This pest is really wrongly named as it is neither entirely red nor a spider. There are several species, including the fruit tree red spider which is yellowish-green to reddish-purple and the glasshouse red spider. This pest is a mite, I.e. it has neither wings nor antennae, unlike a true insect. It differs from a spider proper in that it has 3 pairs of legs when young and 4 when adult (a spider has 4 throughout its life) and lacks clearly recognisable body segments.
These pests attack a wide range of plants, especially outdoors in very hot summers and in thewhere they are encouraged by a dry , atmosphere and very hot pipes.
The mites are found in clusters on the undersides of the, often near the veins. They suck the sap, causing mottling and yellowing of infested leaves, which fall to the ground prematurely, thereby weakening the plant. The glasshouse red spider attacks carnations, cucumbers, peaches, tomatoes and violets in frames. It overwinters in crevices of the brick or woodwork, in bamboo canes and similar places.
The fruit tree red spider damages apples, plums, pears, gooseberries and other fruits, the infested leaves turning a characteristic papery-brown colour.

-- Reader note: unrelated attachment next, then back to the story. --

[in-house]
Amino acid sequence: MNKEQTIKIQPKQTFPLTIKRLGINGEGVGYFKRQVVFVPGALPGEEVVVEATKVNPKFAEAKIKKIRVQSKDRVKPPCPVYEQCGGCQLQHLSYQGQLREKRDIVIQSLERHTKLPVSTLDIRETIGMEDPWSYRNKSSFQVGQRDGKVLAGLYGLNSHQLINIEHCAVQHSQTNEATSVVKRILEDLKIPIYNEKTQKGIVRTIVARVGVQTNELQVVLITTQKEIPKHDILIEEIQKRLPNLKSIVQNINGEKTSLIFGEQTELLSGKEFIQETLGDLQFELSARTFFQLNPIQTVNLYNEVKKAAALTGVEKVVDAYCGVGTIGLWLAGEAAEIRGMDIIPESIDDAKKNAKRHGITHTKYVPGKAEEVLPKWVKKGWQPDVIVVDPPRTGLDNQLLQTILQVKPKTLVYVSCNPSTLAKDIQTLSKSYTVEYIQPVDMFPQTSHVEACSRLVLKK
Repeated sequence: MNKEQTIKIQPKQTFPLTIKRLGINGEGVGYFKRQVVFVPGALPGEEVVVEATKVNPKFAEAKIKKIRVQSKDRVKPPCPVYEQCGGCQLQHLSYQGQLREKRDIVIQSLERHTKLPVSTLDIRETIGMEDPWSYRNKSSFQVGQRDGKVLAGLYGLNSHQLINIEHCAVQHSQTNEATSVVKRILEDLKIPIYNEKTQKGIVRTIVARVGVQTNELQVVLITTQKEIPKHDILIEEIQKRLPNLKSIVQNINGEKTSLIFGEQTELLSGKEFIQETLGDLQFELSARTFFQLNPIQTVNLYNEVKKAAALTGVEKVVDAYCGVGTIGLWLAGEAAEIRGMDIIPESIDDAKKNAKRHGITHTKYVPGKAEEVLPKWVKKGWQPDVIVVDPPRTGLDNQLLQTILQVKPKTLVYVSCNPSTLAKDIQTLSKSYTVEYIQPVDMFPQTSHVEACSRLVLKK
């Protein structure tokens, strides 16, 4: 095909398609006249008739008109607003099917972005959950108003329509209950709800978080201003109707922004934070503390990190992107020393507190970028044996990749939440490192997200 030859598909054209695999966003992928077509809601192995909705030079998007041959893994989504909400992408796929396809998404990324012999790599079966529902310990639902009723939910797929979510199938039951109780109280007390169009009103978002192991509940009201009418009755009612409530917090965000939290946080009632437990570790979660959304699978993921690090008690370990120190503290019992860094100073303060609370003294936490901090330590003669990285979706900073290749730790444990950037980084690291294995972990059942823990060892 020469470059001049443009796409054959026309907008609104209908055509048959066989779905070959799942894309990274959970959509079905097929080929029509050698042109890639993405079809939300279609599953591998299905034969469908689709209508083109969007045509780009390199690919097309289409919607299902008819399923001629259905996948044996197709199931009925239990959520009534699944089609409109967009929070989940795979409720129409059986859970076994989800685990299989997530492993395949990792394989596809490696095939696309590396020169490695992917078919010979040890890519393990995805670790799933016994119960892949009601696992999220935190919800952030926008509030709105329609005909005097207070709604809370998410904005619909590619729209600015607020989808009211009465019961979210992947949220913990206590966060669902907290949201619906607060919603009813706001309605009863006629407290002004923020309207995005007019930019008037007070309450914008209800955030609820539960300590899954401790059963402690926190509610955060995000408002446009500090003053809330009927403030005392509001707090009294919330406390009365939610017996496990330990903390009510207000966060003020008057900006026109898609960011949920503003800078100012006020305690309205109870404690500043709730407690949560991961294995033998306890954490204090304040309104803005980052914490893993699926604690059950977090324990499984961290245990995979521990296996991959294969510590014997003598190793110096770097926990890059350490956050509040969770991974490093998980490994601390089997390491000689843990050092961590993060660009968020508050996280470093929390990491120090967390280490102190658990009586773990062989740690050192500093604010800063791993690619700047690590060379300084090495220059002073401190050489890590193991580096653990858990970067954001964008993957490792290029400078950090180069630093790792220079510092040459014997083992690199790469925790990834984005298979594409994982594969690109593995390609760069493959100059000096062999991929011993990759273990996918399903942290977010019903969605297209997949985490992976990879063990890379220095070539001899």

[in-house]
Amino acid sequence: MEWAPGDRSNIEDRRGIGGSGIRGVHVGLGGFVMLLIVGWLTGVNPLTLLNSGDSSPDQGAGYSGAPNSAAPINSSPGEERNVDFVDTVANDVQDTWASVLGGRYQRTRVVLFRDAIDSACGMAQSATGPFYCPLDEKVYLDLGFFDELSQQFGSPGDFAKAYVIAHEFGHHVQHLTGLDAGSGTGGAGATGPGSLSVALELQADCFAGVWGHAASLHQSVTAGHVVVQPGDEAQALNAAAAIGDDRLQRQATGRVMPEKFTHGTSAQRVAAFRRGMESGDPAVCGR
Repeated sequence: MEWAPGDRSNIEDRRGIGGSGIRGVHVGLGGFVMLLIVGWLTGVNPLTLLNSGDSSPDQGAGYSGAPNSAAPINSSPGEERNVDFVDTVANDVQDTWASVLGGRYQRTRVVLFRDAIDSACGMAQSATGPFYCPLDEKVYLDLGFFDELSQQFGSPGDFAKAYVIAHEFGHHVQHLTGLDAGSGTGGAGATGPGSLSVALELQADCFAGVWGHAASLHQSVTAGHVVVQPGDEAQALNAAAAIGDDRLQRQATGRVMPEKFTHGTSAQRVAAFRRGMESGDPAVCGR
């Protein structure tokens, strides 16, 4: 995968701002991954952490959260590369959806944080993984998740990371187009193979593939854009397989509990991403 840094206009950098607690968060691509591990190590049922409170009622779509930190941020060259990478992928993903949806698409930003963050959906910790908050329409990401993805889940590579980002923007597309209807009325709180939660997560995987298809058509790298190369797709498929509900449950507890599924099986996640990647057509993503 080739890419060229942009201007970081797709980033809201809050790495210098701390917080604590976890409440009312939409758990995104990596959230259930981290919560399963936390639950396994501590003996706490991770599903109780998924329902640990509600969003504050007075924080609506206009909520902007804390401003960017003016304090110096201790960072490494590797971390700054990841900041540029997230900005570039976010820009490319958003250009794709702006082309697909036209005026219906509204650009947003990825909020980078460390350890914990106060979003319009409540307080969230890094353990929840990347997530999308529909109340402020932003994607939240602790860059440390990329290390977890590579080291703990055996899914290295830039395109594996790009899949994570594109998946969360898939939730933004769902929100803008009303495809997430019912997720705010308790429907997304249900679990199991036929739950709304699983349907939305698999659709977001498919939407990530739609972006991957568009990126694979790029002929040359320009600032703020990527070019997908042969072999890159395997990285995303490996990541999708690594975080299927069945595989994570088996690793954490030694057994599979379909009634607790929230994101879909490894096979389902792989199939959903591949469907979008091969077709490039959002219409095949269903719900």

Complete control of red spider mites is not easy. In the greenhouse, every effort should be made to avoid a dry heat and sudden temperature changes. Overcrowded plants are more likely to be attacked. Various insecticides are used to control these pests but the difficulty is to find a compound which is effective at all stages of the life cycle. Derris, lime-sulphur, azobenzene smoke generators, DNC, petroleum winter washes and malathion are some of the materials that have been used. Research continues to find the best answer to this problem and it is advisable to consult up-to-date literature ofmanufacturers to keep abreast with the latest developments as they affect the amateur.
REHMANNIA Although perennial this plant is usually treated as. It is usually grown in a slightly heated greenhouse with a minimum winter temperature of 40—45 degrees F. are sown in June to bloom in early spring. Grow in John Innes Compost. The long spikes of Rehmannia angulata bear rose-pink, trumpet-shaped resembling an incarvillea on plants 4 ft. tall. Can be increased by division in March when takes place.